The call for justice in the Taher case is not specific to any party or any specific government. Whatever government is in power it should be pressed to overturn the verdict in the Taher case.
Today, I call upon Khaleda Zia to search her conscience because even those who have travelled the dark road to power might still be able to find that flickering light we know as “conscience”. I believe that Mahatma Gandhi and Henry David Thoreau, the American writer, who inspired Gandhi, were especially right about one particular point. They believed that it is important confront individuals with moral choices. People may lack the moral strength to make difficult choices. Nevertheless, they ought to be presented with a choice, whether or not they ultimately chose to act in an ethical fashion.
What is remarkable about this situation is that Khaleda Zia once regarded Abu Taher as a family friend. He was a visitor to her home and on the morning of November 7, 1975, as Zia feared for his life, it was Taher he called. Zia knew exactly whom Taher would bring to the rescue. Kaleda witnessed Taher and his associates free General Zia. It was then that Zia in front of many soldiers thanked Taher for saving his life. July 21 was the 30th anniversary of Taher’s execution. I doubt the Prime Minister could ever bring herself to publicly defend the manner in which Taher’s trial was conducted. It was an abomination of all norms of human decency. It is within the Prime Minister’s power as an individual to acknowledge that the trial and the way it was conducted was simply wrong, even illegal. If she decided to do so, she could say that justice required that the verdict be overturned and that past mistakes must be acknowledged. More need not be said.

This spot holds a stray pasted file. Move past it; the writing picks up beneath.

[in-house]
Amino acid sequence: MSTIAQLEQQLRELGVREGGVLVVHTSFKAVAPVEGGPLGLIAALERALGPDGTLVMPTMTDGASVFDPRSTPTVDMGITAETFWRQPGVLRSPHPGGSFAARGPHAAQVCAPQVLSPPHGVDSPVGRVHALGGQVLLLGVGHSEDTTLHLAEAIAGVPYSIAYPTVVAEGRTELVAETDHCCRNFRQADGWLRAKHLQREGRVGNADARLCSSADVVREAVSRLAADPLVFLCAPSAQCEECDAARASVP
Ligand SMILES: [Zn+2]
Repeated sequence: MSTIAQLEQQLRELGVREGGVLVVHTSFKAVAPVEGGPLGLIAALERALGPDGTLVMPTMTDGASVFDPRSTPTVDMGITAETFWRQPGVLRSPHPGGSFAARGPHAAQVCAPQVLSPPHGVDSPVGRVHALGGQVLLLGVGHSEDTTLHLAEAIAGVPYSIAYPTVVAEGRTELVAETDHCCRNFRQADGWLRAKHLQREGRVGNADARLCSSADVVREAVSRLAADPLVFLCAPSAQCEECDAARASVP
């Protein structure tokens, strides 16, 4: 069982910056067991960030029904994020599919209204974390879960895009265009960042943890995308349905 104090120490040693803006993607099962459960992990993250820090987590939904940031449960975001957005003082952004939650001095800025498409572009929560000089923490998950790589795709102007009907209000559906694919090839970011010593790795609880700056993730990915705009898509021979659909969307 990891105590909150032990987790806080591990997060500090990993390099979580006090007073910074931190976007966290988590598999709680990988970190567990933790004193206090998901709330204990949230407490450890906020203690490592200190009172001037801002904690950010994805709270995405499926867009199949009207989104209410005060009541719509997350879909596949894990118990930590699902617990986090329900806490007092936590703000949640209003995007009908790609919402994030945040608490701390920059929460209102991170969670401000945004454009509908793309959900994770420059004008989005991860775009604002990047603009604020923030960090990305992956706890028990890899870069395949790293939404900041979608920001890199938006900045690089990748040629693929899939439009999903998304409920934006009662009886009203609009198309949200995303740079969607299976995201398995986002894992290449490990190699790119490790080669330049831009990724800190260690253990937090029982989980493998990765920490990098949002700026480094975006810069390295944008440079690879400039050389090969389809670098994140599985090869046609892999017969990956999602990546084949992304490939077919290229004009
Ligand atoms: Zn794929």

I am not optimistic and I am under no illusions this will happen. Yet, as a writer it is my prerogative to raise the issue and pose the choice. Thoreau believed that people were never too old to give up their prejudices or to rediscover the conscience they may have lost. Yet, it is very rare for them to do so. However, it is their choice. My own view is that some future government will act in a moral and ethical way on this issue. We must not rest until the verdict in the Taher case has been overturned. It is, my friends, a matter of justice.
Lawrence Lifschultz was South Asia Correspondent of the Far Eastern Economic Review and also reported for The Guardian and the BBC. He is author of Bangladesh: The Unfinished Revolution.